The saboteurs were trained for almost three months somewhere near Berlin. Skorzeny, with characteristic confidence, promised the Fuehrer to turn American rears into hell. Skorzeny considered the democratic ways prevailing in the American Army to be its most important drawback which would enable German forces to humiliate the American brats, who had no idea about what a real war was. They took American military uniforms and captured weapons from German storage sites on the Western Front. Either because of the lack of time, or because of excessive self-confidence, the selection of uniform and weapons was done hastily, and they did not quite correspond with those in the American Army. Besides, the Germans did not take into account the differences between the British and American variants of English. There were two reasons for this. The first was that Skorzeny himself was not that well-educated, as he was churned out of the University of Vienna, and probably did not know this detail. The second reason was that all the specialists were in the Abwehr, but Skorzeny was strongly against involving them as he feared infiltration. Hitler shared his position on that. The operation received the code name Greif, which meant “seizure.” They even planned to capture general Eisenhower, general Bradley, and field marshal Montgomery. The plans were as cursory as they were hubristic.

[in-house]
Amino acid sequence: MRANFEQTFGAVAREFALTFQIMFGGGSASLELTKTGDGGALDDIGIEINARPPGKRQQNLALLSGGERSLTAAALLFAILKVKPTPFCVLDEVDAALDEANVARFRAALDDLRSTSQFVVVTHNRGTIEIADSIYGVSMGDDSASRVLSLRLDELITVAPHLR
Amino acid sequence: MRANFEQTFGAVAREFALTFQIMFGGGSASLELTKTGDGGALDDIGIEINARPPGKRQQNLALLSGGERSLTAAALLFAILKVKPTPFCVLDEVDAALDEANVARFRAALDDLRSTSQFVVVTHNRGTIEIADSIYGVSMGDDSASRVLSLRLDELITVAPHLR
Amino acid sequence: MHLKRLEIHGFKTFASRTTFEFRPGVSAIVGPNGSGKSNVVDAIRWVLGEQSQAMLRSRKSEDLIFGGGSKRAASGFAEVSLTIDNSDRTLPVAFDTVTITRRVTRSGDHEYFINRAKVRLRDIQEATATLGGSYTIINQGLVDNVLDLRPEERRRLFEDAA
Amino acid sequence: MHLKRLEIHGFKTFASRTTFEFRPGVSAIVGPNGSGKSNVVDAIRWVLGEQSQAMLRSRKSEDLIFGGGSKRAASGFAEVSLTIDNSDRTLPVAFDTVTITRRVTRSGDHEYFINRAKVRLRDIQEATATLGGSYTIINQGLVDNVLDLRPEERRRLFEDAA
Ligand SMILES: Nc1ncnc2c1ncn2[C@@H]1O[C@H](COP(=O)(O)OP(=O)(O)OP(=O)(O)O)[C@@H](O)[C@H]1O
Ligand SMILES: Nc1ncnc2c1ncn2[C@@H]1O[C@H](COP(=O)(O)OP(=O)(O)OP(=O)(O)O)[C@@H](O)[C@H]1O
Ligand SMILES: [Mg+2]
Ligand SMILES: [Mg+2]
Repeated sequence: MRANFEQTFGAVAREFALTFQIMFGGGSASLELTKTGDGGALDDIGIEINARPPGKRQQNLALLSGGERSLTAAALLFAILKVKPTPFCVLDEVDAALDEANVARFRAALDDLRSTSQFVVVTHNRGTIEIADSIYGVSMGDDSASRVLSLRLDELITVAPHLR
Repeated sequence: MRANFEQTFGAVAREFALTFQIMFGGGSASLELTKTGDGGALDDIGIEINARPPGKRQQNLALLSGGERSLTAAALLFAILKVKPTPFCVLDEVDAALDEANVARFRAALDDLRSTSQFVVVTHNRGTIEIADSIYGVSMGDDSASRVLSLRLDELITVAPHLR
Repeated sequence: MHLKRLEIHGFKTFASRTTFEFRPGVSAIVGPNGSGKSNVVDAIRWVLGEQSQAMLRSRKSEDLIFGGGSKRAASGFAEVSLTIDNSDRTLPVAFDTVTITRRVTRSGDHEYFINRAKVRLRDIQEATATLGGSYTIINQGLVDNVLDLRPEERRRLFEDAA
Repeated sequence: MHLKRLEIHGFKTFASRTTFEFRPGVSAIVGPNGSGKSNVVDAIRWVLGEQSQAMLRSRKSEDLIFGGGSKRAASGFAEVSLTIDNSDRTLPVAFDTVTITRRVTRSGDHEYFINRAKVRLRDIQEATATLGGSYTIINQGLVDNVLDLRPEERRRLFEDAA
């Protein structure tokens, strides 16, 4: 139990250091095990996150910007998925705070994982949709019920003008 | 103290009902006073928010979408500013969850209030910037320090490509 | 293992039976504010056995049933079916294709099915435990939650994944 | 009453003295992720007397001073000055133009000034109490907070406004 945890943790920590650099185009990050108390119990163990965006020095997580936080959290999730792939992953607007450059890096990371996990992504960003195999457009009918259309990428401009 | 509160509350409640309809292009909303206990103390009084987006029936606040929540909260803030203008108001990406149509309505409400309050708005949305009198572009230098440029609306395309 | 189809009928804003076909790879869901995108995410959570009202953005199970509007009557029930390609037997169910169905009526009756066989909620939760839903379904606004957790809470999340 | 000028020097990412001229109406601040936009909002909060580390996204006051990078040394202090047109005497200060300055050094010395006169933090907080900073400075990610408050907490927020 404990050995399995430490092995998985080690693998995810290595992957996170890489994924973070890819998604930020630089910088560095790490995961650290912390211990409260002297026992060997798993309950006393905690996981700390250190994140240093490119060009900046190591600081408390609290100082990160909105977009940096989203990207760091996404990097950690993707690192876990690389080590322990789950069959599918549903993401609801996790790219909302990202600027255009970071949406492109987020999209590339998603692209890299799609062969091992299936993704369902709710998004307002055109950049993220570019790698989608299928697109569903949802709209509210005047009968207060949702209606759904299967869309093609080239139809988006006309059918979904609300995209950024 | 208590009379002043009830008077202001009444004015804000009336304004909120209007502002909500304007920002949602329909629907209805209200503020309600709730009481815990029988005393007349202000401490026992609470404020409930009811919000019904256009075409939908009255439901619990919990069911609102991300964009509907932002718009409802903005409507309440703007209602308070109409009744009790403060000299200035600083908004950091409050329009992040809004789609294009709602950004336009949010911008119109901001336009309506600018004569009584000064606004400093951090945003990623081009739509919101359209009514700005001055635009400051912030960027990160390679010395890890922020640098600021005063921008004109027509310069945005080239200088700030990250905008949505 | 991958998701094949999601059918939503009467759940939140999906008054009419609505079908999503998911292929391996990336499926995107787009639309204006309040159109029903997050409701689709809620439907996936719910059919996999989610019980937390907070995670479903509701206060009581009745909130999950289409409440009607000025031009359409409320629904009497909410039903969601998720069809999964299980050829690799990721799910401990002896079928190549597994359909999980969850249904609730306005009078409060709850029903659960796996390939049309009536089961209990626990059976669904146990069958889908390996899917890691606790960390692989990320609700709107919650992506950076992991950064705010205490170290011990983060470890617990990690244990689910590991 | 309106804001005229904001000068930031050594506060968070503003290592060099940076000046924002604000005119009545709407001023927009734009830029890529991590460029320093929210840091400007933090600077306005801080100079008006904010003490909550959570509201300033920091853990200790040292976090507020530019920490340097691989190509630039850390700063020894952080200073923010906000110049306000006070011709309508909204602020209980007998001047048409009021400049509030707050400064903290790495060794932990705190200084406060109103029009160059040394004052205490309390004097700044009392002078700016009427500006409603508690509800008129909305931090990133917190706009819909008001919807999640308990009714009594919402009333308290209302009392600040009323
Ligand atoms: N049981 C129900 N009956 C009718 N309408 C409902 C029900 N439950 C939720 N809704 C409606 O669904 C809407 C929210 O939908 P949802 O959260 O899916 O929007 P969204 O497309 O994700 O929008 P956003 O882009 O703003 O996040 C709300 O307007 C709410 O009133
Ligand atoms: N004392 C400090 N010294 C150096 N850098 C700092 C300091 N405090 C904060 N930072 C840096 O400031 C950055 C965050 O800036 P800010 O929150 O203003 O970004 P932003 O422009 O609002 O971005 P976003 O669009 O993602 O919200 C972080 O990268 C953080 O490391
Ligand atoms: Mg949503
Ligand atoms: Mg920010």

On the first day of the operation the saboteurs infiltrated American troops and began spreading disarray in the rears. For the first two days everything went according to the plans. They managed to considerably damage communication and to cause a lot of panic. Patrols and liaison officers disappeared, fuel tankers exploded, mines were tripped, checkpoint and block posts officers were killed in broad day light.

Soon the situation changed drastically. In the confusion of the retreat Americans managed to capture a German officer who had documents about Operation Greif. In his memoirs Skorzeny grieved for the mistake of giving those documents to the officer. In this complicated situation Allied counterintelligence agents remained calm and acted methodically and competently. To their great surprise, in the first days of the offensive operation, many staff officers with briefcases filled with plans, orders, and operational maps fell into their hands.

The wild card, always appearing at war, turned out to be a group of saboteurs who got lost and appeared near the Canadian lines. The presence of “Americans” who spoke a peculiar variation of British English put a counterintelligence officer on his guard. The saboteurs were disarmed, and everything became clear right after the first interrogation. The information was passed on to American counterintelligence and military police. A real saboteur hunt began. Skorzeny’s hope for the naivety of outwardly democratic Americans was in vain. The discipline in their Army was not for show, it was real.

To be continued in the next issue.